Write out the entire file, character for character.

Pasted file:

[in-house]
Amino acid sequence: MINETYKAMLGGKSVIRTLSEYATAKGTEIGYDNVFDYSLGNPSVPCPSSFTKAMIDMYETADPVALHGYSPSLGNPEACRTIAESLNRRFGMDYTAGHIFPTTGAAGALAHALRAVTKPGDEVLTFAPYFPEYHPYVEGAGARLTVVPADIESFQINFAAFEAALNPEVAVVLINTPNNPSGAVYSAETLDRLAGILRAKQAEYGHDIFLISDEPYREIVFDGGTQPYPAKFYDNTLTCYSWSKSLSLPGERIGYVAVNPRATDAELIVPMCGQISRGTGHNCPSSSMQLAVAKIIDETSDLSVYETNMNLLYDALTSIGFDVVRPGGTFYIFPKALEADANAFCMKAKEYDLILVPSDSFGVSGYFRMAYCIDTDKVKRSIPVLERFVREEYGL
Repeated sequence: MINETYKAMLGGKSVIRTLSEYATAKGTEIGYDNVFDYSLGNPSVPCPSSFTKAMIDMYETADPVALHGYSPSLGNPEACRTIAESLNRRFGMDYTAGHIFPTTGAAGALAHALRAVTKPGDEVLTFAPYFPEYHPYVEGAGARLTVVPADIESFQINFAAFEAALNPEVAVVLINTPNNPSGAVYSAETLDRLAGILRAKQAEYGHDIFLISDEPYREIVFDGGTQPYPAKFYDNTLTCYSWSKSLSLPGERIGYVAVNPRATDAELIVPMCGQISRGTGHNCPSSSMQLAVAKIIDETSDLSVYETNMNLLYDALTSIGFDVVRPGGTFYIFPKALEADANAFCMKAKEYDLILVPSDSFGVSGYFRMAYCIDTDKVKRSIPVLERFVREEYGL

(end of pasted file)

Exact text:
[in-house]
Amino acid sequence: MINETYKAMLGGKSVIRTLSEYATAKGTEIGYDNVFDYSLGNPSVPCPSSFTKAMIDMYETADPVALHGYSPSLGNPEACRTIAESLNRRFGMDYTAGHIFPTTGAAGALAHALRAVTKPGDEVLTFAPYFPEYHPYVEGAGARLTVVPADIESFQINFAAFEAALNPEVAVVLINTPNNPSGAVYSAETLDRLAGILRAKQAEYGHDIFLISDEPYREIVFDGGTQPYPAKFYDNTLTCYSWSKSLSLPGERIGYVAVNPRATDAELIVPMCGQISRGTGHNCPSSSMQLAVAKIIDETSDLSVYETNMNLLYDALTSIGFDVVRPGGTFYIFPKALEADANAFCMKAKEYDLILVPSDSFGVSGYFRMAYCIDTDKVKRSIPVLERFVREEYGL
Repeated sequence: MINETYKAMLGGKSVIRTLSEYATAKGTEIGYDNVFDYSLGNPSVPCPSSFTKAMIDMYETADPVALHGYSPSLGNPEACRTIAESLNRRFGMDYTAGHIFPTTGAAGALAHALRAVTKPGDEVLTFAPYFPEYHPYVEGAGARLTVVPADIESFQINFAAFEAALNPEVAVVLINTPNNPSGAVYSAETLDRLAGILRAKQAEYGHDIFLISDEPYREIVFDGGTQPYPAKFYDNTLTCYSWSKSLSLPGERIGYVAVNPRATDAELIVPMCGQISRGTGHNCPSSSMQLAVAKIIDETSDLSVYETNMNLLYDALTSIGFDVVRPGGTFYIFPKALEADANAFCMKAKEYDLILVPSDSFGVSGYFRMAYCIDTDKVKRSIPVLERFVREEYGL